"By the seventh day God had finished the work he had been doing; so on the seventh day he rested from all his work. And God blessed the seventh day and made it holy, because on it he rested from all the work of creating that he had done" (Genesis 2:2, 3). The very word "sabbath" means rest, and to rest implies that you have labored. It's logical, then, for God to have designated the last day of the week a day of rest. "The seventh day is a Sabbath to the Lord your God" (Exodus 20:10).
Language reflects the customs of the culture that speaks it. Nearly every culture, from Babylon through modern times, rested on the seventh day. As languages developed, the name for the seventh day of the week remained "rest day." In the mid 19th century, Dr. William Meade Jones created this "Chart of the Week," listing the name for the seventh day in 160 languages, including some of the most ancient (shown below). Babylonian, in use hundreds of years before Abraham or the giving of the Ten Commandments at Sinai, calls the seventh day of the week sa-ba-tu, meaning "rest day."
Even today more than 100 languages worldwide, many of them unrelated to ancient Hebrew, use the word "Sabbath" for Saturday—and none of them designate any other day as a day of rest. Though the world's language groups have evolved so as to be unintelligible from each other, the word for the seventh day of the week has remained fairly recognizable.
For the thousands of years since Judaism began, an entire nation of Jews has kept track of the weekly cycle and observed the seventh day Sabbath, sometimes even without a calendar. Nevertheless, many rationalize that it's impossible to verify which day of the week is actually the biblical Sabbath because Pope Gregory XIII changed the calendar. The Julian calendar, instituted by Julius Caesar around 46 B.C., calculated the length of the year as 365 ¼ days. In reality, the year is 11 minutes less than 365 ¼ days. So by the 1580s, the calendar and the solar cycle were ten days off. In 1582, Gregory changed the calendar so that Friday, October 5, became Friday, October 15, creating the Gregorian calendar we use today. But it did not confuse the days of the week; Friday still follows Thursday, Saturday still follows Friday, and so on and so forth.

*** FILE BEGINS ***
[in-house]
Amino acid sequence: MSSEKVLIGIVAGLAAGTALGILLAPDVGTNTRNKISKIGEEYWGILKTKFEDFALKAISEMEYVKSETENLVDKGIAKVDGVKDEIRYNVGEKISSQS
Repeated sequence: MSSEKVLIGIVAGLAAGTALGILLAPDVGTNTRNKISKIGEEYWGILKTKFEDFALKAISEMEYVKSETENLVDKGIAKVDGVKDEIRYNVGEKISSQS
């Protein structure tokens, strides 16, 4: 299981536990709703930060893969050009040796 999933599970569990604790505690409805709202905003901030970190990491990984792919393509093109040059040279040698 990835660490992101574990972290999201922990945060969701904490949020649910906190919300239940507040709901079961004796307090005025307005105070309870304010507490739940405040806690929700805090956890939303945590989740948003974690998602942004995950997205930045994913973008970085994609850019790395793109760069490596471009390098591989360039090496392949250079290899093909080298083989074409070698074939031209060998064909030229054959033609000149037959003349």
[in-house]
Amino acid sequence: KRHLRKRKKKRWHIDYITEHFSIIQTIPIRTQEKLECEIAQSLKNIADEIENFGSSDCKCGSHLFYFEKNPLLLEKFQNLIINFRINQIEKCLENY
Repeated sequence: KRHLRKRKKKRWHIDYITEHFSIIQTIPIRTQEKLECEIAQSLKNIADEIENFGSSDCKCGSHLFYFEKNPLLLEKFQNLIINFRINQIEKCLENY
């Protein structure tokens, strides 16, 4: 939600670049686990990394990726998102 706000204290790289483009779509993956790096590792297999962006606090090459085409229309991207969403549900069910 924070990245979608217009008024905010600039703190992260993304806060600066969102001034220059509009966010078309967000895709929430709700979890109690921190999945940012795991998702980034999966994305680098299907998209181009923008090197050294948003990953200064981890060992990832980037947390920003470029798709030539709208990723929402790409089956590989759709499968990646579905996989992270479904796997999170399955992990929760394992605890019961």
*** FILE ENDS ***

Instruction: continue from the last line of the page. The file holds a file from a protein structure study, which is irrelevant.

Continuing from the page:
Exodus 16 recounts a series of weekly Sabbath miracles over a period of forty years. God reiterated the Sabbath at Sinai (Exodus 20:8-11), and the Jews were still observing the seventh day when Jesus was born. Jesus kept the Sabbath (Luke 4:16; 23:54, 56; 24:1) until his death, which Luke indicates occurred on the day before the Sabbath: "Going to Pilate, [Joseph of Arimathea] asked for Jesus' body. Then he took it down, wrapped it in linen cloth and placed it in a tomb cut in the rock, one in which no one had yet been laid. It was Preparation Day, and the Sabbath was about to begin" (Luke 23:52-54). Luke goes on to describe the actions of the women who followed Jesus. "The women who had come with Jesus from Galilee followed Joseph and saw the tomb and how his body was laid in it.
"Then they went home and prepared spices and perfumes. But they rested on the Sabbath in obedience to the commandment. On the first day of the week, very early in the morning, the women took the spices they had prepared and went to the tomb" (Luke 23:55, 56; 24:1). The women discovered that Jesus had risen on Sunday morning. The day on which the women rested between the preparation day (Friday) when Jesus died, and the first day of the week when Jesus rose again, had to be Saturday. Scripture clearly portrays God designating the seventh day of the week as the Sabbath, and throughout the centuries of history recounted in the Bible, His followers celebrated it as such. Unless it was changed, the seventh day is still the Sabbath. So why do so many people today honor Sunday, the first day of the week, instead of the seventh day when God made it perfectly clear what day we are to keep holy.
Exodus 20: 8-11
Remember the sabbath day, to keep it holy. Six days shalt thou labour, and do all thy work: But the seventh day is the sabbath of the LORD thy God: in it thou shalt not do any work, thou, nor thy son, nor thy daughter, thy manservant, nor thy maidservant, nor thy cattle, nor thy stranger that is within thy gates: For in six days the LORD made heaven and earth, the sea, and all that in them is, and rested the seventh day: wherefore the LORD blessed the sabbath day, and hallowed it.
Copyright © 2021 Seventh Day Fellowship - All Rights Reserved.